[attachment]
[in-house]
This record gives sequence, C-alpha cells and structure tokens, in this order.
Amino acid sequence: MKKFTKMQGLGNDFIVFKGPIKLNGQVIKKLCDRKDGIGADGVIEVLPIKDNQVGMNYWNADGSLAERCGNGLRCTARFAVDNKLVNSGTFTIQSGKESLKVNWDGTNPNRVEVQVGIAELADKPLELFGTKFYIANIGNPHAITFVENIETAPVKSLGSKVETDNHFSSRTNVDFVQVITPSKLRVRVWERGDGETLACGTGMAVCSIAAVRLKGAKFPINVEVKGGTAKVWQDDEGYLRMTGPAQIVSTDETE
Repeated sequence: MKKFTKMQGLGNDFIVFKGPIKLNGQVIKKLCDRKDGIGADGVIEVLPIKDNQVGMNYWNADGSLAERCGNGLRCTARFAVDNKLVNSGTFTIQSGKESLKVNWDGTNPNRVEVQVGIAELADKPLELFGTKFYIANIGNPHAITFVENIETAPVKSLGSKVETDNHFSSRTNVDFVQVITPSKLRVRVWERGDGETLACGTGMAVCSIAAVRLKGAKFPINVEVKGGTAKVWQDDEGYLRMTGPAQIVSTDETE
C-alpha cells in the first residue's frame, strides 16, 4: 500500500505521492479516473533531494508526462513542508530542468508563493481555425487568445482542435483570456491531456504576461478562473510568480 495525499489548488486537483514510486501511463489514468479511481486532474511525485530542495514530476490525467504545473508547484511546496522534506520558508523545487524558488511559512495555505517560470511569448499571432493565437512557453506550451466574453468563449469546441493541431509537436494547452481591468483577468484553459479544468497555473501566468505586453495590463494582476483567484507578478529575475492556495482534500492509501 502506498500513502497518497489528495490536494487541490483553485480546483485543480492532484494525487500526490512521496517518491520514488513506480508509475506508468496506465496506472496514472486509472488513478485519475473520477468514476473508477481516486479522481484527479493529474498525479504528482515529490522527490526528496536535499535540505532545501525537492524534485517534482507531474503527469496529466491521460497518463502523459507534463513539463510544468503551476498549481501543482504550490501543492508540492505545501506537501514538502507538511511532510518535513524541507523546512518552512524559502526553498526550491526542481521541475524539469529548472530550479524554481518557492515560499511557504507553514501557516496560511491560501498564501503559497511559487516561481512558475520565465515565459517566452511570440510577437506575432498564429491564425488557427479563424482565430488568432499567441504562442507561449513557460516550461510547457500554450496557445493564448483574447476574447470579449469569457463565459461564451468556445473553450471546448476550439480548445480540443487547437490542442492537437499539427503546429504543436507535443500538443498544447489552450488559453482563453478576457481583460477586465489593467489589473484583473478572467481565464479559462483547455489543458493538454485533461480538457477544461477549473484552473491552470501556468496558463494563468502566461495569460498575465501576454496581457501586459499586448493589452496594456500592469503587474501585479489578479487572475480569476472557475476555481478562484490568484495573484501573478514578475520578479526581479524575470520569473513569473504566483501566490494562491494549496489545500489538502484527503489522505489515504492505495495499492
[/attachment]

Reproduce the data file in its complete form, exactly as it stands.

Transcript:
[in-house]
This record gives sequence, C-alpha cells and structure tokens, in this order.
Amino acid sequence: MKKFTKMQGLGNDFIVFKGPIKLNGQVIKKLCDRKDGIGADGVIEVLPIKDNQVGMNYWNADGSLAERCGNGLRCTARFAVDNKLVNSGTFTIQSGKESLKVNWDGTNPNRVEVQVGIAELADKPLELFGTKFYIANIGNPHAITFVENIETAPVKSLGSKVETDNHFSSRTNVDFVQVITPSKLRVRVWERGDGETLACGTGMAVCSIAAVRLKGAKFPINVEVKGGTAKVWQDDEGYLRMTGPAQIVSTDETE
Repeated sequence: MKKFTKMQGLGNDFIVFKGPIKLNGQVIKKLCDRKDGIGADGVIEVLPIKDNQVGMNYWNADGSLAERCGNGLRCTARFAVDNKLVNSGTFTIQSGKESLKVNWDGTNPNRVEVQVGIAELADKPLELFGTKFYIANIGNPHAITFVENIETAPVKSLGSKVETDNHFSSRTNVDFVQVITPSKLRVRVWERGDGETLACGTGMAVCSIAAVRLKGAKFPINVEVKGGTAKVWQDDEGYLRMTGPAQIVSTDETE
C-alpha cells in the first residue's frame, strides 16, 4: 500500500505521492479516473533531494508526462513542508530542468508563493481555425487568445482542435483570456491531456504576461478562473510568480 495525499489548488486537483514510486501511463489514468479511481486532474511525485530542495514530476490525467504545473508547484511546496522534506520558508523545487524558488511559512495555505517560470511569448499571432493565437512557453506550451466574453468563449469546441493541431509537436494547452481591468483577468484553459479544468497555473501566468505586453495590463494582476483567484507578478529575475492556495482534500492509501 502506498500513502497518497489528495490536494487541490483553485480546483485543480492532484494525487500526490512521496517518491520514488513506480508509475506508468496506465496506472496514472486509472488513478485519475473520477468514476473508477481516486479522481484527479493529474498525479504528482515529490522527490526528496536535499535540505532545501525537492524534485517534482507531474503527469496529466491521460497518463502523459507534463513539463510544468503551476498549481501543482504550490501543492508540492505545501506537501514538502507538511511532510518535513524541507523546512518552512524559502526553498526550491526542481521541475524539469529548472530550479524554481518557492515560499511557504507553514501557516496560511491560501498564501503559497511559487516561481512558475520565465515565459517566452511570440510577437506575432498564429491564425488557427479563424482565430488568432499567441504562442507561449513557460516550461510547457500554450496557445493564448483574447476574447470579449469569457463565459461564451468556445473553450471546448476550439480548445480540443487547437490542442492537437499539427503546429504543436507535443500538443498544447489552450488559453482563453478576457481583460477586465489593467489589473484583473478572467481565464479559462483547455489543458493538454485533461480538457477544461477549473484552473491552470501556468496558463494563468502566461495569460498575465501576454496581457501586459499586448493589452496594456500592469503587474501585479489578479487572475480569476472557475476555481478562484490568484495573484501573478514578475520578479526581479524575470520569473513569473504566483501566490494562491494549496489545500489538502484527503489522505489515504492505495495499492